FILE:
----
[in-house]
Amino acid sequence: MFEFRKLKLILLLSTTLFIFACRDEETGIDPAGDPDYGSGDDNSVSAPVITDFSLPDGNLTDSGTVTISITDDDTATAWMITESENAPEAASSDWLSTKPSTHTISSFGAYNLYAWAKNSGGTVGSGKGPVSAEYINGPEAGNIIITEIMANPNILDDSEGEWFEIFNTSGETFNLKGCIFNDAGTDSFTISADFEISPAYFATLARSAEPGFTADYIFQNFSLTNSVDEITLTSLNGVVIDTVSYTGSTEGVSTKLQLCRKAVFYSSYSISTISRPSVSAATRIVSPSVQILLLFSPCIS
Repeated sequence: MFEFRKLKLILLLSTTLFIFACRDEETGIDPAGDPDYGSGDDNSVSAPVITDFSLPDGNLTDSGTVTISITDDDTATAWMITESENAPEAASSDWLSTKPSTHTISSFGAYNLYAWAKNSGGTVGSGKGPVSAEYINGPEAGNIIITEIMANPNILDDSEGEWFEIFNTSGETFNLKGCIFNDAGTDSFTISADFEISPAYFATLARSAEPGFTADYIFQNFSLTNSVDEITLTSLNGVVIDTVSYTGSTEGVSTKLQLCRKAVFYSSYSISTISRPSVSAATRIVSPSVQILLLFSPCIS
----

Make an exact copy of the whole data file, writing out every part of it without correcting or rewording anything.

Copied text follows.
[in-house]
Amino acid sequence: MFEFRKLKLILLLSTTLFIFACRDEETGIDPAGDPDYGSGDDNSVSAPVITDFSLPDGNLTDSGTVTISITDDDTATAWMITESENAPEAASSDWLSTKPSTHTISSFGAYNLYAWAKNSGGTVGSGKGPVSAEYINGPEAGNIIITEIMANPNILDDSEGEWFEIFNTSGETFNLKGCIFNDAGTDSFTISADFEISPAYFATLARSAEPGFTADYIFQNFSLTNSVDEITLTSLNGVVIDTVSYTGSTEGVSTKLQLCRKAVFYSSYSISTISRPSVSAATRIVSPSVQILLLFSPCIS
Repeated sequence: MFEFRKLKLILLLSTTLFIFACRDEETGIDPAGDPDYGSGDDNSVSAPVITDFSLPDGNLTDSGTVTISITDDDTATAWMITESENAPEAASSDWLSTKPSTHTISSFGAYNLYAWAKNSGGTVGSGKGPVSAEYINGPEAGNIIITEIMANPNILDDSEGEWFEIFNTSGETFNLKGCIFNDAGTDSFTISADFEISPAYFATLARSAEPGFTADYIFQNFSLTNSVDEITLTSLNGVVIDTVSYTGSTEGVSTKLQLCRKAVFYSSYSISTISRPSVSAATRIVSPSVQILLLFSPCIS